Bloom asserted that Granger's “great-grandparents” (my great-greats) proceeded in life with a social confidence that their immediate peers had read, and frequently memorized passages from, the Bible, Pilgrim's Progress and Plutarch's Lives of the Noble Greeks & Romans.
Sidestepping Granger's (and most certainly Bloom's) argument for a moment, I'm not at all confident that my great-greats were familiar with Plutarch. Even Bunyan's classic is a bit iffy. But the Bible, most certainly (along with the guiding principles — thoroughly memorized — of the Katechismus aus der Kleine Gemeinde). And most churches, and not a few households, had a copy of Martyr's Mirror.
Rachel Yoder (Mennonite name, hers — Swiss Mennonite, mind you) encounters the field of Mennonite Romance Novels for the first time, and contrasts it with the material found in Martyr's Mirror. Do read Yoder's piece, but also bear in mind some facts she (or, more likely, her editor) has withheld. The woodcut of “Anneken Heyndricks, bound to a ladder, (her) eyes cast heavenward in sublime abandon as flames lick her body” is indeed arresting and memorable. What Yoder neglects to mention is that Heyndricks is, in fact, being tilted by her captors so that she falls face first into the fire. Her mouth has been stuffed with gunpowder.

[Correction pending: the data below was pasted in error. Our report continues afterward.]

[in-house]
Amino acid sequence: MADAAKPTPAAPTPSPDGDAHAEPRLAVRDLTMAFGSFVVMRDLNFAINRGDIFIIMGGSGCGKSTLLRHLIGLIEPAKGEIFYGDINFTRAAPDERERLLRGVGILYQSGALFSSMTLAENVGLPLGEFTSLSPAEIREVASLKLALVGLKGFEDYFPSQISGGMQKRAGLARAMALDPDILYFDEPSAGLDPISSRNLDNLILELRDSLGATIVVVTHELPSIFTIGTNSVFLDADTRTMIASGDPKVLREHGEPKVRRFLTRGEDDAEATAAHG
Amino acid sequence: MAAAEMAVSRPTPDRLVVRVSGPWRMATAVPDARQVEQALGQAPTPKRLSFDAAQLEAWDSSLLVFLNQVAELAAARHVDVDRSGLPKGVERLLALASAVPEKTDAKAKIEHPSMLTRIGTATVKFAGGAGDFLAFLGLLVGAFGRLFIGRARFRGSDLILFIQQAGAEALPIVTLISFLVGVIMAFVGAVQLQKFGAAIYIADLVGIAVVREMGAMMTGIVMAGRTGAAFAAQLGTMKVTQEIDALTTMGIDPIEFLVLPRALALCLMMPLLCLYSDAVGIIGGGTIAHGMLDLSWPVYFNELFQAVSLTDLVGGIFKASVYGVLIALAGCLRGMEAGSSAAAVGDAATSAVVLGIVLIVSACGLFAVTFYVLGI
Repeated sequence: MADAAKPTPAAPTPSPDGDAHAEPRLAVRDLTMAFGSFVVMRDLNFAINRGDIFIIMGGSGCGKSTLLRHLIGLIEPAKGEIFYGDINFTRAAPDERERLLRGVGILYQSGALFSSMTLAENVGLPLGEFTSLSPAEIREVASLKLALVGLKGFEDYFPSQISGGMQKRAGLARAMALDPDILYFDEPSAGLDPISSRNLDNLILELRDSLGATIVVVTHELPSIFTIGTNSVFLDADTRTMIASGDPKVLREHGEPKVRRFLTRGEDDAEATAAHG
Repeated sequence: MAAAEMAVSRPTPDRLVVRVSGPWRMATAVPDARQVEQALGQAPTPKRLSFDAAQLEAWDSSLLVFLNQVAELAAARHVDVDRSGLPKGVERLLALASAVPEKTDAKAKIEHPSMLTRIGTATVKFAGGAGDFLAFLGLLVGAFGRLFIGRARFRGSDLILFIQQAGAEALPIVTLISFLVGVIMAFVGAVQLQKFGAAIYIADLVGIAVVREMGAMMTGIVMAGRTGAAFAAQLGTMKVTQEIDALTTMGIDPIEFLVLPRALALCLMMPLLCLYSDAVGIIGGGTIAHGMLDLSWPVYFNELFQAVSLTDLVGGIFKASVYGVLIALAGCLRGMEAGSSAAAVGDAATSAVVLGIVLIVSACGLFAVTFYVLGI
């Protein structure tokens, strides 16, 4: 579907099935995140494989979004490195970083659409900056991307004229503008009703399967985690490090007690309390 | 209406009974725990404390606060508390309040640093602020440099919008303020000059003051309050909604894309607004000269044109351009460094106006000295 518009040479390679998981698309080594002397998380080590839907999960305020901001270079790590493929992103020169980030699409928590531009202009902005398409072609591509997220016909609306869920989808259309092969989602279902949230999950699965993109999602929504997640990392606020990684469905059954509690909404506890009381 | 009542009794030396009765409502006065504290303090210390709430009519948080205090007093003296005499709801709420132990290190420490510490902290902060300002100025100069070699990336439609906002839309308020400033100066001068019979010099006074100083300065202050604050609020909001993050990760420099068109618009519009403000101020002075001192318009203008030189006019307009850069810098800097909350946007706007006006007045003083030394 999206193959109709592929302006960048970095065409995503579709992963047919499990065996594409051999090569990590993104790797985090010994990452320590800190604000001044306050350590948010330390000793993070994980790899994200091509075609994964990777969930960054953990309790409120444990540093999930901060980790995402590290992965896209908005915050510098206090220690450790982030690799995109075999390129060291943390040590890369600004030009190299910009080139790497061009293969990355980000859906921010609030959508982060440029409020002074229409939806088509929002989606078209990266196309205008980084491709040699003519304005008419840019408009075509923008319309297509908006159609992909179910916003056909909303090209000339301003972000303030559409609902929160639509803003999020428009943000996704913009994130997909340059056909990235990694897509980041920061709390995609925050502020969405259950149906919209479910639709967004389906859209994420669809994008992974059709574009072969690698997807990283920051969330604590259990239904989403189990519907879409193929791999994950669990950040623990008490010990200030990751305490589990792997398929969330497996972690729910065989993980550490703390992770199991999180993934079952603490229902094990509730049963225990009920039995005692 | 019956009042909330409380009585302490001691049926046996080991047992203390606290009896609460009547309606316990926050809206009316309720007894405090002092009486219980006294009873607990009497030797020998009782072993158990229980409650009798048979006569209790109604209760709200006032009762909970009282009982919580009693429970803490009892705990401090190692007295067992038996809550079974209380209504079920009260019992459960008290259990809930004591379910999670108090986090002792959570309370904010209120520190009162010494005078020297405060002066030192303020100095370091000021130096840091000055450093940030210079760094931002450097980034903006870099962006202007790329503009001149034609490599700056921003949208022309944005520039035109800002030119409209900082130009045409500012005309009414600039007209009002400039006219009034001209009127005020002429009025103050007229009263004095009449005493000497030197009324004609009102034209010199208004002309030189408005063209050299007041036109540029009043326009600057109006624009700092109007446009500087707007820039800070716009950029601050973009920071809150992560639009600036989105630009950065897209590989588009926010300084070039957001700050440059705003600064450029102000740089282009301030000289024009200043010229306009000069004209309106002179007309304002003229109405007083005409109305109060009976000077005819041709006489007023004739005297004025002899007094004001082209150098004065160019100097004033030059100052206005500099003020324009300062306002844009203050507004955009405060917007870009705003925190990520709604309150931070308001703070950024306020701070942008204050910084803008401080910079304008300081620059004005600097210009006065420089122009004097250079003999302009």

Hers is one of the speedier deaths in this enormous volume of broken bodies and spilled blood.
I hope I can be forgiven if I'm slow to push some shared texts on my daughters. (Though it's all on-line, of course.)
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